After two decades in the game, there(TM)s absolutely nothing that Naughty By Nature has to prove to anyone.
After numerous pushbacks, Naughty By Nature has finally managed to release the album that marks their 20th Anniversary in the Hip Hop game. If Run-DMC’s “Walk This Way” pairing with Aerosmith was the archetype for Hip Hop crossover appeal, Naughty By Nature’s “O.P.P.” was the perfect execution of that radical notion. More than a decade since Treach, Vin Rock and DJ Kay Gee released an album together (1999’s Nineteen Naughty Nine: Nature’s Fury), the crew is back in full effect with Anthem Inc.
“Naughty Nation” is a jarring but exciting reintroduction to the New Jersey outfit. A consistent siren in the background evokes memories of Kill Bill, and ominous keys and low-end bass lay the ground for ferocious rhymes courtesy of Treach. Similarly heavy-handed is “I Gotta Lotta,” which continues to show off the darker side of Naughty By Nature: “I got a chip on my shoulder that Bill Gates ain’t make / I got a connect up in Harlem, got a great weight rate / Got a hotta enchilada got a hot tre’ eight / Heavy rocks in my rings that a quake can’t shake / …got an album, we wilin’ so we ride, don’t rest / Got kids, a gang of nigs I call ‘Tribe Called Treach’”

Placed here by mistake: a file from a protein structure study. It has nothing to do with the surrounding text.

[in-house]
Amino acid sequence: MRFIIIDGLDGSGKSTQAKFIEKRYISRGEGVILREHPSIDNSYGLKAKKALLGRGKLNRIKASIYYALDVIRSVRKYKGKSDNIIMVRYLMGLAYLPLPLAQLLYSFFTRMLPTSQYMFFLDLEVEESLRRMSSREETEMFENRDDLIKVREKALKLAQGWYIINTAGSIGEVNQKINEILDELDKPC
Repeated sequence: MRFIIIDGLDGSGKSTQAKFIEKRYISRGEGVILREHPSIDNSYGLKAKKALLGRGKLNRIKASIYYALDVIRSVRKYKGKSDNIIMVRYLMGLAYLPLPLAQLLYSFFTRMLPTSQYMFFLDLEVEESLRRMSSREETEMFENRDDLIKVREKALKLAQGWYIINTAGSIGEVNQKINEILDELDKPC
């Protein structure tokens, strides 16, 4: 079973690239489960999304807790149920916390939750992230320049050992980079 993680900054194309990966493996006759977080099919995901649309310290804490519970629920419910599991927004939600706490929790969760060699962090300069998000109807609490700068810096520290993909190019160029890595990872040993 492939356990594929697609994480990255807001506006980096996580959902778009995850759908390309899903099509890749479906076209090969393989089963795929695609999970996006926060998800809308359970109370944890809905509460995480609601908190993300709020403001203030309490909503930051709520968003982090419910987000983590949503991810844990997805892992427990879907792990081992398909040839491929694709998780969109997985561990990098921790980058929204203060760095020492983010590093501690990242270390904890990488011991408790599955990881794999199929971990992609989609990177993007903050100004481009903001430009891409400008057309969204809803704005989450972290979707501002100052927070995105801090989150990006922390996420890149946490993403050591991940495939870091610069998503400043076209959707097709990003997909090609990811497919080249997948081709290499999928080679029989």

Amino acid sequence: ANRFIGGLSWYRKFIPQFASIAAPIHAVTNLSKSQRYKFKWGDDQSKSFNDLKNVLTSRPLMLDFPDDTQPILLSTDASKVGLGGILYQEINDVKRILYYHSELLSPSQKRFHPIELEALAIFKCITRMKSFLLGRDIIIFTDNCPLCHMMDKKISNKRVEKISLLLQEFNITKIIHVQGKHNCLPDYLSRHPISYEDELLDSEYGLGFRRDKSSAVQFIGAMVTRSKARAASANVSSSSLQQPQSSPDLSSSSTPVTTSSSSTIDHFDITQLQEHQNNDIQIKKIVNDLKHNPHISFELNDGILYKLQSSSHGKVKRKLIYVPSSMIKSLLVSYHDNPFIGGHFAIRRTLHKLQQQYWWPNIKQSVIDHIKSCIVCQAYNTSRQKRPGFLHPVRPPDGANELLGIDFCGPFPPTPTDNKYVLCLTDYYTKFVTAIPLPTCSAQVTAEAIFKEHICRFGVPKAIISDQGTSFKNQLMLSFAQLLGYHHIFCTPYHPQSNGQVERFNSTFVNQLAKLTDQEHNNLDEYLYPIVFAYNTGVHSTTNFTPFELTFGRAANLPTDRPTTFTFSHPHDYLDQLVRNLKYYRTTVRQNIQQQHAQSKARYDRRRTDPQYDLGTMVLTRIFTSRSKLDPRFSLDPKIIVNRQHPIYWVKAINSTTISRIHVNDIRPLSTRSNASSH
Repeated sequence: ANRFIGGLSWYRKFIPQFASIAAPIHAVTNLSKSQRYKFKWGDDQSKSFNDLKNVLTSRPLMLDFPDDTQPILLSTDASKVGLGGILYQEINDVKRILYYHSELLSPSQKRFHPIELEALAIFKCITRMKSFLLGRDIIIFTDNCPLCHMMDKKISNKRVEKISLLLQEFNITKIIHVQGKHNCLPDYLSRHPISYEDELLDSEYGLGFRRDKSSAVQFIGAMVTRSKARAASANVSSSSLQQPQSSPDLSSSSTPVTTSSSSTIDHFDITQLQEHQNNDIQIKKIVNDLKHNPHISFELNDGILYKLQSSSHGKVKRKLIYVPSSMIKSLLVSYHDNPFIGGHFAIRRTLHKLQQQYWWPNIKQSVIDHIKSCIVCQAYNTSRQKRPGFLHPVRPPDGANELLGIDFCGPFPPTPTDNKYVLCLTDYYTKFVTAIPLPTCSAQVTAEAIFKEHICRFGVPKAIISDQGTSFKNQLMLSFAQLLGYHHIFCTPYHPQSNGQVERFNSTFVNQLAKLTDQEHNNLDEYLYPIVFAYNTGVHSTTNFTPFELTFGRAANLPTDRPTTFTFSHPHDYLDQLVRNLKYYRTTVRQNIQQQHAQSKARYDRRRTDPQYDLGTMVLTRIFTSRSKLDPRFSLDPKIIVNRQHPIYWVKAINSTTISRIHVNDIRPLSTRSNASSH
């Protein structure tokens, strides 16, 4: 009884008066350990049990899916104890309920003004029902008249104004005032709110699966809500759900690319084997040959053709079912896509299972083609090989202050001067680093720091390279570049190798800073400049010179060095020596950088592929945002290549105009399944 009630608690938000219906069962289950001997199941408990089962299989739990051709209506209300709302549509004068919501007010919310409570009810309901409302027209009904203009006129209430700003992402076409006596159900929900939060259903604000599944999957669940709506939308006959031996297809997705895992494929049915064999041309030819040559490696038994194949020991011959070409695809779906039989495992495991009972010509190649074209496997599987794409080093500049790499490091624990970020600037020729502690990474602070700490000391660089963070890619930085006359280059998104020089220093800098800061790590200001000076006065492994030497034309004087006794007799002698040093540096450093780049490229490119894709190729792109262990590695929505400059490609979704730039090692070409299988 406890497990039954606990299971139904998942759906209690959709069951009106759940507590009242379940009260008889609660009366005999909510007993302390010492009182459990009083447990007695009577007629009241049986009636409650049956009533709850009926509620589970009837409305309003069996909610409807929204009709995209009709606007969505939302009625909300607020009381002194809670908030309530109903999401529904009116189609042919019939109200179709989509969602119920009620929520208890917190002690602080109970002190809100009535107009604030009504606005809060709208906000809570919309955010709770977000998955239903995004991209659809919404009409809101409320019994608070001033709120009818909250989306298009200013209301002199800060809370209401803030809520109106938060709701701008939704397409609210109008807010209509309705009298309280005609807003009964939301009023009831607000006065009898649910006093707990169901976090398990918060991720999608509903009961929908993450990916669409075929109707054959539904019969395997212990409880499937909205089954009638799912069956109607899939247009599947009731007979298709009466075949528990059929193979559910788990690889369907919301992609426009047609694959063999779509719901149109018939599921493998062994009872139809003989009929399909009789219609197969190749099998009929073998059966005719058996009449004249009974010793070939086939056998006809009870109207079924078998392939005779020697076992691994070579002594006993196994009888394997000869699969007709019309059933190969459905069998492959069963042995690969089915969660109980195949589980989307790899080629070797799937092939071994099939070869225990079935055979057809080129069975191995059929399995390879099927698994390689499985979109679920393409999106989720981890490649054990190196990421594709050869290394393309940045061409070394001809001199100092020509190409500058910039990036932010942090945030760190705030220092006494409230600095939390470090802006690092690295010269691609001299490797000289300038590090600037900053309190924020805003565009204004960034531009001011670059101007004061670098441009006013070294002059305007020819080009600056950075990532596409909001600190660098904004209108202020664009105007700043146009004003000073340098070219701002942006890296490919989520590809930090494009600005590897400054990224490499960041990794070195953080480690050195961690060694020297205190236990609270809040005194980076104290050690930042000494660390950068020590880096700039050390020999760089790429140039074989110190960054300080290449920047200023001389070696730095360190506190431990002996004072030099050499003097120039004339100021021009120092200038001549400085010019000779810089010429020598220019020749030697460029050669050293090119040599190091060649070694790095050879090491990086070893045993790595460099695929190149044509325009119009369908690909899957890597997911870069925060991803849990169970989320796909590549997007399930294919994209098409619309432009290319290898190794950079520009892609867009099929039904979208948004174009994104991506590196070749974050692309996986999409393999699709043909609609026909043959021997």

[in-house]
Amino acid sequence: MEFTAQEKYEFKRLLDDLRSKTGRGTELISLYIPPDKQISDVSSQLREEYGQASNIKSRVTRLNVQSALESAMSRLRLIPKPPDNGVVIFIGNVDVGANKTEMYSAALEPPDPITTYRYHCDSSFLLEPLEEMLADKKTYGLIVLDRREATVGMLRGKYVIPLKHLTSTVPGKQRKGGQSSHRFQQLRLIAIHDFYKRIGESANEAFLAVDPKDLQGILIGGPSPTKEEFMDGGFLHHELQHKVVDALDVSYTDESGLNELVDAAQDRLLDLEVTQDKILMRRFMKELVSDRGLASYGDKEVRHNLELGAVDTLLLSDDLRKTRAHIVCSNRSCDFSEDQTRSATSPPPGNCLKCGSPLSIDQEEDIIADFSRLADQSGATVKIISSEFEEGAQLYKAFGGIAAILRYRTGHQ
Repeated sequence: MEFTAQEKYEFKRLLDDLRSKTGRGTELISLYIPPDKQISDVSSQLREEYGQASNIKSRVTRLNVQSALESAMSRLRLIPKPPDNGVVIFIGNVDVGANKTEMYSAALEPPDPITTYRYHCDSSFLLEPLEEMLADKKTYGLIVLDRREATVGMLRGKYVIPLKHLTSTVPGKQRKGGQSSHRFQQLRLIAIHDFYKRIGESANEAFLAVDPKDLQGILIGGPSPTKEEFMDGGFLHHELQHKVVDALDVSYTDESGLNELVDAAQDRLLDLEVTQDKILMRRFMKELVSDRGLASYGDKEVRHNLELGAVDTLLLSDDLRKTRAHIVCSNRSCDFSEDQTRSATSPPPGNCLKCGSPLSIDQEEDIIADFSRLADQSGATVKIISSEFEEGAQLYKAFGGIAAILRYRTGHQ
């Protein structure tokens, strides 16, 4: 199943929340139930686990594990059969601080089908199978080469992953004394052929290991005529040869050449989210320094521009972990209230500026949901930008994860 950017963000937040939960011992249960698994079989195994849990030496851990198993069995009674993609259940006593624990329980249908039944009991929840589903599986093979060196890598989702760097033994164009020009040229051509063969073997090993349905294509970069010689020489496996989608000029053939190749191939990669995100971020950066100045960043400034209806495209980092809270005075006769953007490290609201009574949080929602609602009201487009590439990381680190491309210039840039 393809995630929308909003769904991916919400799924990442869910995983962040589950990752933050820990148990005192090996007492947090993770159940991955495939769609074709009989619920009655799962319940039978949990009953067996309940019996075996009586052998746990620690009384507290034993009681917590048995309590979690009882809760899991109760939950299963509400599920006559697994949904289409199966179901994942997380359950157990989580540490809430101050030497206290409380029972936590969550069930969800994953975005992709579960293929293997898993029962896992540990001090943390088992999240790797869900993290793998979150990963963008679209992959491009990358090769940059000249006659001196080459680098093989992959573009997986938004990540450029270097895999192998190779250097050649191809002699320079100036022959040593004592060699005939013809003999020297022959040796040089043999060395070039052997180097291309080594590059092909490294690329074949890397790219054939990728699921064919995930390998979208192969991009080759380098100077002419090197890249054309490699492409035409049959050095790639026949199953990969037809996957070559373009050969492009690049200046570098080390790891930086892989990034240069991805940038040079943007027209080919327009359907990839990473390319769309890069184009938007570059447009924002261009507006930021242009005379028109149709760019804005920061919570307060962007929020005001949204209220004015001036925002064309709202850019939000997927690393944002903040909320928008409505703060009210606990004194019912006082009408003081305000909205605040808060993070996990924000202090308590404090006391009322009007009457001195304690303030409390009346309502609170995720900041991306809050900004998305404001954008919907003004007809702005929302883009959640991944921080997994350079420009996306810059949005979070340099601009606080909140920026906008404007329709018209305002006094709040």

“Perfect Party” takes it back to the days of “Hip Hop Hooray” and “O.P.P.,” as Joe assists on a summertime anthem that reminds fans of just how versatile Naughty By Nature was. No, it doesn’t have the instant recognition afforded by a Jackson 5 sample, but that doesn’t mean this bad boy wouldn’t sound great with the top down in August. “Flags,” which has been out for nearly a year, is a touching take on the street life and its consequences. “Name Game” is overproduced, but is quickly forgotten due to the earnestness displayed on “God Is Us.” “Impeach the Planet” is worth spins for, in nothing else, what sounds like Treach’s take on Chuck D’s deliver, which actually works out pretty well.
The inclusion of such seminal hits as “Uptown Anthem,” “Hip Hop Hooray,” “O.P.P.,” and “Feel Me Flow” at the end of the album doesn’t feel like a money-grubbing inclusion, either. The tracks have been re-recorded, which serves as a reminder to fans of old, and as an introduction to '90s babies that may have only heard of Treach when Eminem mentioned him at the 2003 Grammy Awards. It should be noted, though, that this was a missed opportunity to include live versions of the cuts, either from concerts or studio sessions. And one can’t help but think that the songs serve as a bit of a reminder that the new material doesn’t quite stack up the classics. Still, fans will get a kick out of picking out new elements from the reproduced joints, and the emcee’s idiosyncrasies that have evolved since the original recordings.
After two decades in the game, there’s absolutely nothing that Naughty By Nature has to prove to anyone. But the trio from Jersey elected to do it anyway by releasing this project. No, it won’t be remembered as their best LP, but this is a solid, well-executed reminder of all of the things Naughty By Nature deserves to get credit for, but never seemed to.